Publicity revealed how companies tried to juxtapose images of the old and new to highlight that modern technology and the dishes prepared with it were superior.
Steele company advertisement included an image of a traditional brazier and a big earthenware pot similar to that used to prepare mole Enciclopedia del Hogar The chicken burned because the cook lost track of time as a result of not having a clock, which is what the advertisement is trying to sell. In contrast, a well-groomed woman carried a roasted chicken clearly not cooked in a clay pot, but in an oven and that had to be carved at the table.
The Westclox advertisement portrayed traditional cooking methods, cooking with charcoal using earthenware pots, and dishes like mole as backward. Although dark-skinned women could not change the color of their skin, they could buy a gas stove, a clock, and the ingredients to roast a chicken.
They could whiten themselves and join the middle class through con- sumption and their eating patterns. After her success, she and her S. Do not burn a great delicacy! Mercantilist measures based on protectionism were quickly put in place across Europe starting with the ban on 37 Cit.
Reproduced by Courtesy of the British Library, Illustration Hat-brim lining. Printed and Painted cotton. Eighteenth century. Victoria and Albert Museum, IS. The only cloths allowed are white cotton cloths such as Guinea cloth, percales and muslin. In England a partial ban was enacted in , followed by a total ban in High duties or a straight- forward ban could facilitate the replacement of Indian products with European substitutes.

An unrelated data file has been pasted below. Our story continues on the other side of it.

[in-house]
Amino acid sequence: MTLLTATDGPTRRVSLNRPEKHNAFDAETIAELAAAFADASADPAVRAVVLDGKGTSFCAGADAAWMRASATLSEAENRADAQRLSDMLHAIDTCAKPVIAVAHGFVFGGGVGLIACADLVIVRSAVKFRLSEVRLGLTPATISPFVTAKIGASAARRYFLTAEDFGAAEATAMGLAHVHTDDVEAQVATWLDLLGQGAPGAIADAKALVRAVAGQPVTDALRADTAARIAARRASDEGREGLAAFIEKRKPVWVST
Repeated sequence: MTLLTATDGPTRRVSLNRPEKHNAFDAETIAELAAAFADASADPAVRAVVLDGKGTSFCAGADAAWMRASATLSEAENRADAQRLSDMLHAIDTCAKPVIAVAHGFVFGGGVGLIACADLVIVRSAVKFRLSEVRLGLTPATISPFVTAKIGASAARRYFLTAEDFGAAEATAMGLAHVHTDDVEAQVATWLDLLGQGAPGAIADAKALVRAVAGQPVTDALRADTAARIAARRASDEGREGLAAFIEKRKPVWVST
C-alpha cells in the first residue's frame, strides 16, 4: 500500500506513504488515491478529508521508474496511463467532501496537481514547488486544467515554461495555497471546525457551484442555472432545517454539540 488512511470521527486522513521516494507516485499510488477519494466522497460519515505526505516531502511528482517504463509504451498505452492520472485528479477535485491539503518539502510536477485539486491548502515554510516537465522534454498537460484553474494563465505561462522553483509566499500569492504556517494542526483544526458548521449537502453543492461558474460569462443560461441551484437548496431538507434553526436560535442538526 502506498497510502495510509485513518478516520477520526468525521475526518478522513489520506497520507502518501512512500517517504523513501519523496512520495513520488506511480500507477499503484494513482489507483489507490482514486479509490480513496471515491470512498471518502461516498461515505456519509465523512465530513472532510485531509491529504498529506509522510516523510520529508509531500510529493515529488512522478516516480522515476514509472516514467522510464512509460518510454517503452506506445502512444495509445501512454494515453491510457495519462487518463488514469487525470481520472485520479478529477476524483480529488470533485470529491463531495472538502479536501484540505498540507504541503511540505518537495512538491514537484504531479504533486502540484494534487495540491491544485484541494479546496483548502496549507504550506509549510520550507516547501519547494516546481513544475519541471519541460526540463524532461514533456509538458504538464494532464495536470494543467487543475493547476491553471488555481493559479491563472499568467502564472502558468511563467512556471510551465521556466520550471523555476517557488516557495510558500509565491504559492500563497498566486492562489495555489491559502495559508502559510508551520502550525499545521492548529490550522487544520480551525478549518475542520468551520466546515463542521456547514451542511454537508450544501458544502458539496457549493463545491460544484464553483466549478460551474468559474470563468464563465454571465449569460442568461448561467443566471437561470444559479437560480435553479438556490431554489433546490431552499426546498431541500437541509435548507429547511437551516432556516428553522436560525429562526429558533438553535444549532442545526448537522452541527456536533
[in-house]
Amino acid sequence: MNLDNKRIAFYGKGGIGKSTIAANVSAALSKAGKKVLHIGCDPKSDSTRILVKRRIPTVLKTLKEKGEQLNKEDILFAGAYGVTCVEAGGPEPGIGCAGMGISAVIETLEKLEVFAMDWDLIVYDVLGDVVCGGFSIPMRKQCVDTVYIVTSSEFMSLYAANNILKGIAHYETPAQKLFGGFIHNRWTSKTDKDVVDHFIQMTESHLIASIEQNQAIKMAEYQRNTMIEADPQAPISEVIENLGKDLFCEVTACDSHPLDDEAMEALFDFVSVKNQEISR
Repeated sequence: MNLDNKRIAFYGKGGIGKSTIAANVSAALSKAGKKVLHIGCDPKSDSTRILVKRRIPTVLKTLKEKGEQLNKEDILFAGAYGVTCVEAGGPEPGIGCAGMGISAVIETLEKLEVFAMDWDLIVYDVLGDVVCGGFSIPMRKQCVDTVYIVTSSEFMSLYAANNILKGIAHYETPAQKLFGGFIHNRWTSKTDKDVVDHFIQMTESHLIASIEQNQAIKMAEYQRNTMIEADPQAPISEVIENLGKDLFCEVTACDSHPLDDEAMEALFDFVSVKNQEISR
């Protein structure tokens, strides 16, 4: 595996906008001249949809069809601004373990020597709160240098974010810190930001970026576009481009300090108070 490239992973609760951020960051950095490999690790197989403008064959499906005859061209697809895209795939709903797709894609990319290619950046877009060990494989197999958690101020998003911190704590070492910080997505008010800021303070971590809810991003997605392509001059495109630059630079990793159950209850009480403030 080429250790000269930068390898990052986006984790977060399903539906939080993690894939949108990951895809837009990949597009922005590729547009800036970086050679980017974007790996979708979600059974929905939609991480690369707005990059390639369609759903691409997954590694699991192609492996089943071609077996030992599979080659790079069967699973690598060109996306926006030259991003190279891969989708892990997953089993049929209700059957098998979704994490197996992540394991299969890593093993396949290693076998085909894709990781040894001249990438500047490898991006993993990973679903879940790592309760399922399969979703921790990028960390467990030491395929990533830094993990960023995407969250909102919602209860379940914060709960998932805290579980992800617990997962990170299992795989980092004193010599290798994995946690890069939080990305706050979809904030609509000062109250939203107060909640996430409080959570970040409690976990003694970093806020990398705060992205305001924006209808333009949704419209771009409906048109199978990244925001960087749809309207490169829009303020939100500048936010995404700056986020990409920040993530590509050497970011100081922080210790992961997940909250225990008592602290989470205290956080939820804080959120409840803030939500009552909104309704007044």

The goods themselves with their visual and tactile attributes unleashed desires that in turn produced attempts to replace them with European-made products. She notices how so many of the commodities initially imported from the East were eventually produced at home. They were partially adapted to suit European tastes and expectations. The debate was particularly intense in England. For a detailed analysis of the legislation on cotton in England see Patrick K.
The extension of the cotton sphere to include Europe was thus somewhat different from the established system existing within the Indian Ocean for two reasons: first the role of European merchants as examined above; secondly the progressive strengthen- ing and in due course overtaking by Europe as a centre of manufacturing in its own right.
The new system was not just becoming global. It was also finding a new productive core that increasingly attempted to coordinate the world trade in textiles. It must be borne in mind, however, that import substitution was not the pre- rogative of Europe, let alone Britain.
India had exported textiles for centuries to other areas of Asia and import-substitution effects were evident in many parts of South-East Asia, in the Arabian Gulf, and in the Ottoman Empire where pro- ducers specialized in imitating Indian cotton cloth and sold it across the empire, in the Balkans, and the Mediterranean. What made Europe distinctive? The Globalization of Cotton Textiles question cannot at present find a satisfactory answer.